On June 1, the Bureau of Labor Statistics released its May jobs report with an estimate of 69,000 net new jobs created in the month, well below expectations. It also reported a downward revision in its net new jobs estimate for the previous month. Additionally, the US Gross Domestic Product was revised down slightly and consumer confidence has pulled back too.
With these pieces of news being the latest in a string of discouraging economic reports, the Boston Blog caught up with Ben to get some context on what’s happening in the economy—and what it means for our business.
BB: Primarily it’s about the Eurozone and uncertainty. The ongoing debt crisis in Europe—most prominently in Greece and now Spain—continues to fester. The elevated risks of a Greek exit from the Eurozone or a broader break-up are causing uncertainty and fear not just in Europe, but around the world. Add in slowing growth in the BRIC countries—Brazil, Russia, India and China—and some uncertainty around our own fiscal, political, and regulatory future in a U.S. election year, and corporate leaders are thinking twice about ramping up hiring.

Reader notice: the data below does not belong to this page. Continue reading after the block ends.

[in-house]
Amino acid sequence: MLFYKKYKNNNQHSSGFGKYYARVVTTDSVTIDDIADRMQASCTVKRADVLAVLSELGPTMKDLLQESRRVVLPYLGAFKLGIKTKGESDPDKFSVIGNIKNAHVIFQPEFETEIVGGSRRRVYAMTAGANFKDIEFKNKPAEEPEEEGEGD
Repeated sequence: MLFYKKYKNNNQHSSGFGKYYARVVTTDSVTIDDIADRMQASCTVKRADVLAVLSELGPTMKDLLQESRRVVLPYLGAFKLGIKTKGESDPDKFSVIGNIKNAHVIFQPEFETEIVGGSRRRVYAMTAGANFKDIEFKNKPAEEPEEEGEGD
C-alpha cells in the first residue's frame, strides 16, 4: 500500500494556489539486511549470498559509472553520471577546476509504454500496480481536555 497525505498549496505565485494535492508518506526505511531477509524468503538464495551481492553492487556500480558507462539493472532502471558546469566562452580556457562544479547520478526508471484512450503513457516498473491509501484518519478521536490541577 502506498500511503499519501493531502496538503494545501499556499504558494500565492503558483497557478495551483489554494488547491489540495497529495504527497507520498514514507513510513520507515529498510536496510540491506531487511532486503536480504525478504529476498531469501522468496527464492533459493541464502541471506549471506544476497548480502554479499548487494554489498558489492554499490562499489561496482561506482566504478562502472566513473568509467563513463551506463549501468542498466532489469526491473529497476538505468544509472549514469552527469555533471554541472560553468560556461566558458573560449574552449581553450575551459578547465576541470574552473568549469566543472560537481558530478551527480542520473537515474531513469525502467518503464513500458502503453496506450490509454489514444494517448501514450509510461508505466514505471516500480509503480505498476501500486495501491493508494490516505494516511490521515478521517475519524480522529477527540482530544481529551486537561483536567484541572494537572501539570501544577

Q: How exposed is the U.S. to the Eurozone crisis?
BB: The U.S. is exposed, and if Europe triggers a global financial crisis, no country will be immune, but we have some factors in our favor. Most people don’t realize that 87 percent of the U.S. GDP is from domestic economic activity. Of the remaining portion, only 17 percent is tied to Europe directly.
The U.S. banking system is in much better shape than Europe’s. The system is better capitalized—think back to TARP—less exposed to peripheral Europe, such as Greece, and, as of late, has been increasing lending to businesses and consumers. Along with declining gas prices, this should help keep the U.S. in at least slow growth mode in all but a disorderly Euro break-up scenario.